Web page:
Re: Filtering members in a forming community
From: Tree Bressen (treeic.org)
Date: Sat, 3 Feb 2007 01:30:40 -0800 (PST)
Hi Nathan & folks,

At least on the surface, it doesn't seem that a coop would be what we're looking for.

Here are some quotes from the National Association of Housing Cooperatives website.

           "Are co-ops allowed to discriminate?
Like any other form of housing, cooperatives may not discriminate based on the protected classes listed in the Fair Housing Act, which includes race, color, religion, sex, familial status, national origin, or disability. Historically, the basic cooperative principles include both open membership without restriction as provided by law and non-partisan in politics and non-sectarian in religion."

Our group would never discriminate based on those factors. Indeed we welcome diversity of race, color, religion, sex, familial status, national origin, or disability. What would be determining factors for membership would be shared values and lifestyle implementation of those shared values. We want to be surounded by folks who embrace caretaking of the Earth, low impact and sustainable stewardship of the land. Dedication to living permaculture principles. Folks endeavoring to produce more than they consume. Because we'll be living and working together most of our time, we need to be able to select members we feel fit with our goals and lifestyle. But, from the above quote, I gather that co-ops are in the same boat as cohousers with regards to not being able to select members. I don't see how a housing co-op would would be the answer in that respect.

Maybe there are co-op variations but it still seems that the cohousing model might be the closest for our puroses. Peace to You- Nathan

First of all, cohousing and co-ops are not mutually exclusive. While most cohousing groups are organized as condo associations, a few (like Winslow, i believe?) are co-ops.

I live in a co-op and we are definitely selective about members. I have posted before on this list about how the cohousing movement successfully challenged my earlier beliefs in the necessity of membership screening, and that i've come to see that open membership basically works fine in cohousing (at least as well as screened membership does in other intentional communities). However, i continue to believe in the importance of membership screening for my community, which is a 9-person group sharing one big house together. We are careful about who we invite in and in my opinion, that care has mostly paid off.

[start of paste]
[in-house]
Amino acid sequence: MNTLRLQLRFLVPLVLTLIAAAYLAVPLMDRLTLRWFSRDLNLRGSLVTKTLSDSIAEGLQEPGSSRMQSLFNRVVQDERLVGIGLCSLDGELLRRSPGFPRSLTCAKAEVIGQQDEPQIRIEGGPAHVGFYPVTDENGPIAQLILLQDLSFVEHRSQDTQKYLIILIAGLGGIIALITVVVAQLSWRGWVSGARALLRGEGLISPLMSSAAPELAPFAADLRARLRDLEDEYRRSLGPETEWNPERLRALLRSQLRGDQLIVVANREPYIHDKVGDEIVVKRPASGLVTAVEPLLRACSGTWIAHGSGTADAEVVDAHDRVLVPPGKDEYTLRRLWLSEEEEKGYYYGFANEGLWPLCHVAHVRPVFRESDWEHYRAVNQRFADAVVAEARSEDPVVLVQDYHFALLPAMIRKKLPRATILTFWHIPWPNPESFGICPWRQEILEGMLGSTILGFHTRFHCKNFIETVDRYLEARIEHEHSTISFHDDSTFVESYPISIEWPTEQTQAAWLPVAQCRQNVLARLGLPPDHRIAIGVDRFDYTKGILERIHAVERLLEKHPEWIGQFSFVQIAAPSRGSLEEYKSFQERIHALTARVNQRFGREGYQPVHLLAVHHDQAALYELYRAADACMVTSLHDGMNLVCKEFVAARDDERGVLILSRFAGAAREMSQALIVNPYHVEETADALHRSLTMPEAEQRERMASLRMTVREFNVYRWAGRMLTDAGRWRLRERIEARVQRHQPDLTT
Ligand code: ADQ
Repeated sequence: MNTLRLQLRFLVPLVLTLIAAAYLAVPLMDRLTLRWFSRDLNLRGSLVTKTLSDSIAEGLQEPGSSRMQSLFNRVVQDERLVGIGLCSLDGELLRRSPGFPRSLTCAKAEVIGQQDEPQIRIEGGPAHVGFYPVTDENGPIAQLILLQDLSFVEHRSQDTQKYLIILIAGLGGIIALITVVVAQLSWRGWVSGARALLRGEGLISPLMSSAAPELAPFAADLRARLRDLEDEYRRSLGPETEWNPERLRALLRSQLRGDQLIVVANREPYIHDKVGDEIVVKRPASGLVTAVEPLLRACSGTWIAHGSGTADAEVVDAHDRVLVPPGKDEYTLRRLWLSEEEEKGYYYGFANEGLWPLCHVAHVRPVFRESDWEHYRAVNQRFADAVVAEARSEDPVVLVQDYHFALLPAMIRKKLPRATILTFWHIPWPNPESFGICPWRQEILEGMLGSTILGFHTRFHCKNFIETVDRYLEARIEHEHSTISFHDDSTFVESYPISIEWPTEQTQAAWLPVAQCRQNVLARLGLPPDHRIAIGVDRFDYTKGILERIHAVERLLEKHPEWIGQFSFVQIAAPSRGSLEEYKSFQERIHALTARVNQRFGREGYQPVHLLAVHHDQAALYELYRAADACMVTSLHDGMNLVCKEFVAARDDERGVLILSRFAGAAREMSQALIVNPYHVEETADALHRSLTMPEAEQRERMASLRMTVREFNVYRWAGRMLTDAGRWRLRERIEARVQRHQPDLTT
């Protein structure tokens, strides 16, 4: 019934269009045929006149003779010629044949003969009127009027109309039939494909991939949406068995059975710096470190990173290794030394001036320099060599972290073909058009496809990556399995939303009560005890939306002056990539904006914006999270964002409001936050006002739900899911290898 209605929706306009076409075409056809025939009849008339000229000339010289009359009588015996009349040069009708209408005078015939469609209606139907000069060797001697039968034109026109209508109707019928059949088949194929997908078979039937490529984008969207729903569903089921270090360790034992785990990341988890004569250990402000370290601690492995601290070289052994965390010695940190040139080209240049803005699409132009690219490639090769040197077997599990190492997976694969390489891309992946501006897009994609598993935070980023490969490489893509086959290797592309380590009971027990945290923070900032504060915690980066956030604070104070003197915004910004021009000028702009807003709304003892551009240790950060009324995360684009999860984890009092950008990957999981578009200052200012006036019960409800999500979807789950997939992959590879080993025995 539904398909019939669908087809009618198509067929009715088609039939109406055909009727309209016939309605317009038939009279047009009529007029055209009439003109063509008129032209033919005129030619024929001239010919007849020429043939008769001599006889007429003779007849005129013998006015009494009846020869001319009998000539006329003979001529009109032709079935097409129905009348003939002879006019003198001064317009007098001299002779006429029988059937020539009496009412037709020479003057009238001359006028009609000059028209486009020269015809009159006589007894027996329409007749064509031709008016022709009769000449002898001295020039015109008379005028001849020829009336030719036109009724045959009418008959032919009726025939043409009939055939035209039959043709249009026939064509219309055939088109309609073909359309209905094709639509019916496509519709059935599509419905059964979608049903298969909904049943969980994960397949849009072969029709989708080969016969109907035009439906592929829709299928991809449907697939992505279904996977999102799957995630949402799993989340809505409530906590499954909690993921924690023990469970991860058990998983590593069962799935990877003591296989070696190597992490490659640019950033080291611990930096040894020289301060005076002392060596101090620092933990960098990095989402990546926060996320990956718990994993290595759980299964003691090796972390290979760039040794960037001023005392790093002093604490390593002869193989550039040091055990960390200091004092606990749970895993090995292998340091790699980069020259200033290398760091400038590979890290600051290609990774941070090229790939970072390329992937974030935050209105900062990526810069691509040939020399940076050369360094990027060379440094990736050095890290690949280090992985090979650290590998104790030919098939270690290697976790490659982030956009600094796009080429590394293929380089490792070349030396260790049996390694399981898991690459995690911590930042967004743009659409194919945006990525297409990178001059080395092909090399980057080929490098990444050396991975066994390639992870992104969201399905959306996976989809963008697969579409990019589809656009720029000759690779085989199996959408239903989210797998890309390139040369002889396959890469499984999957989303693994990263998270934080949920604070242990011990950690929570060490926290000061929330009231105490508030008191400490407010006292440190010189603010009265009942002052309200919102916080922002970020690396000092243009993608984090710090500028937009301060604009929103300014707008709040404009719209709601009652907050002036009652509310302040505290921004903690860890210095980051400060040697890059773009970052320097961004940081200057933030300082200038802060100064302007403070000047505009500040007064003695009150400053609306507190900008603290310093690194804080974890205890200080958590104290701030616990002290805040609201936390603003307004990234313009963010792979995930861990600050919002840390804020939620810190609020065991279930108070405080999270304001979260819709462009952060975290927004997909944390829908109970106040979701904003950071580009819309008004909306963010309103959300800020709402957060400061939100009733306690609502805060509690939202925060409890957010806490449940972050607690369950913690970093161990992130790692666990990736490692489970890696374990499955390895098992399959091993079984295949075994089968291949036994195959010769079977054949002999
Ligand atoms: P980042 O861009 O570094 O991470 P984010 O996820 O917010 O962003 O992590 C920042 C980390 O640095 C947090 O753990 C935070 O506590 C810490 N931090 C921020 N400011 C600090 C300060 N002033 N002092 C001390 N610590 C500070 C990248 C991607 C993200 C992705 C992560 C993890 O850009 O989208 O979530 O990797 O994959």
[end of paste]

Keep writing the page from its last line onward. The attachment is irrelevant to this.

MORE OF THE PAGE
It's true that in our case, choosing to incorporate as a co-op made us ineligible for conventional financing and we ended up creating a private community revolving loan fund instead, which was a lot of work but also very fulfilling. See http://walnutstreetco-op.org/revloan.html for more info on this.

I went to some workshops on Fair Housing laws at the National Association of Housing Cooperatives conference last year, and as far as i can tell it's perfectly legal to be selective as long as you're not discriminating against any of the federally protected categories of people.

All that aside, i heartily agree with the other postings that urged you to put your values out strongly and let that call in the folks who are aligned with your vision, and to emphasize that over screening out undesirables. I'm just trying to say that's not the only way to do things, and that your group might have reasons for choosing another path, as you described.

Rob wrote:
Creating and sustaining a business is a huge and difficult task, creating a
community is huge and difficult task. Doing both at the same time, with one
interdependent upon the other is, in my opinion,  not a good idea. Almost
every proposal I have seen for such things in the past the 20 years has
failed.

I agree that it's huge and difficult. However, that doesn't mean it's impossible. There are communities that are successfully running businesses, and you can learn from them what's worked. For examples, see the FEC communities (http://www.thefec.org/), Earthaven, Breitenbush, Alpha Farm, Lost Valley, Sunrise Ranch, and a whole lot of religious communities that i'm not that familiar with. Keep asking around and these will lead you to more. Sometimes it's just a few people running a business together within the context of a larger intentional community, such as the woodworking business (called Heartwood Design) at Shannon Farm.

For some more general info: Our system involves elements from several models- cohousing, intentional communities and ecovillages.

For example- from cohousing: the balance of privately owned parcels (individual homes) and communally shared space (community center/common house, school,workshop, etc.)

From intentional communities: Sharing a livelihood-working together in (optional) communal business(es), also schooling our own children,etc.

From ecovillages: We'll be rural. We desire to grow/raise as much of our own food and consumables. We will utilize solar, water, wind, biofuels to become as energy self-sufficient as possible.

  I'm also wondering if there are any other groups out there like this.

Have y'all considered just joining Earthaven en masse? Or Dancing Rabbit, a little further away in Missouri. :-)

Cheers,

--Tree

Walnut St. Co-op


-----------------------------------------------

Tree Bressen
1680 Walnut St.
Eugene, OR 97403
(541) 484-1156
tree [at] ic.org
http://www.treegroup.info


Results generated by Tiger Technologies Web hosting using MHonArc.